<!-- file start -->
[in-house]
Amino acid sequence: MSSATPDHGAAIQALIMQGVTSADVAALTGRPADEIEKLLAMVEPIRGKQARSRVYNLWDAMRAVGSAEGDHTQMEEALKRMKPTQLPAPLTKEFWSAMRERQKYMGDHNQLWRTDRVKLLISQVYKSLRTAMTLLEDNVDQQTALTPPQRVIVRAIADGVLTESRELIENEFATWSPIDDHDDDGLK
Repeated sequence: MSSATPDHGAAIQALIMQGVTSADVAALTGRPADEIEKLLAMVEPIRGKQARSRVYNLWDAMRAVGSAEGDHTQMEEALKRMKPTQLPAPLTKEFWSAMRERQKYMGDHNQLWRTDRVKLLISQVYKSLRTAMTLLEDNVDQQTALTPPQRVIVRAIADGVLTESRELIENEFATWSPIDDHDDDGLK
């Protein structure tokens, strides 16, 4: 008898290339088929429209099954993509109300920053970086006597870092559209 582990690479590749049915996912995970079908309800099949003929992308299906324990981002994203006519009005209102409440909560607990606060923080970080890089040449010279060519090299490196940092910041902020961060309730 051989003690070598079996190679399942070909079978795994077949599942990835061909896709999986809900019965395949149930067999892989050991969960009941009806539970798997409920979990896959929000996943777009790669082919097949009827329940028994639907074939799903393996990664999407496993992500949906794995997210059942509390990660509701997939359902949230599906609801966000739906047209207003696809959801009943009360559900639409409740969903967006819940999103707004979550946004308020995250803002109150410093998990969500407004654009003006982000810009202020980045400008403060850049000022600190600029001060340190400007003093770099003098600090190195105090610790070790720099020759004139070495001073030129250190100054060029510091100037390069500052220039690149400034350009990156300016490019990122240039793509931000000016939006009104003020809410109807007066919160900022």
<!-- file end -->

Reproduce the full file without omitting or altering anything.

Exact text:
[in-house]
Amino acid sequence: MSSATPDHGAAIQALIMQGVTSADVAALTGRPADEIEKLLAMVEPIRGKQARSRVYNLWDAMRAVGSAEGDHTQMEEALKRMKPTQLPAPLTKEFWSAMRERQKYMGDHNQLWRTDRVKLLISQVYKSLRTAMTLLEDNVDQQTALTPPQRVIVRAIADGVLTESRELIENEFATWSPIDDHDDDGLK
Repeated sequence: MSSATPDHGAAIQALIMQGVTSADVAALTGRPADEIEKLLAMVEPIRGKQARSRVYNLWDAMRAVGSAEGDHTQMEEALKRMKPTQLPAPLTKEFWSAMRERQKYMGDHNQLWRTDRVKLLISQVYKSLRTAMTLLEDNVDQQTALTPPQRVIVRAIADGVLTESRELIENEFATWSPIDDHDDDGLK
């Protein structure tokens, strides 16, 4: 008898290339088929429209099954993509109300920053970086006597870092559209 582990690479590749049915996912995970079908309800099949003929992308299906324990981002994203006519009005209102409440909560607990606060923080970080890089040449010279060519090299490196940092910041902020961060309730 051989003690070598079996190679399942070909079978795994077949599942990835061909896709999986809900019965395949149930067999892989050991969960009941009806539970798997409920979990896959929000996943777009790669082919097949009827329940028994639907074939799903393996990664999407496993992500949906794995997210059942509390990660509701997939359902949230599906609801966000739906047209207003696809959801009943009360559900639409409740969903967006819940999103707004979550946004308020995250803002109150410093998990969500407004654009003006982000810009202020980045400008403060850049000022600190600029001060340190400007003093770099003098600090190195105090610790070790720099020759004139070495001073030129250190100054060029510091100037390069500052220039690149400034350009990156300016490019990122240039793509931000000016939006009104003020809410109807007066919160900022």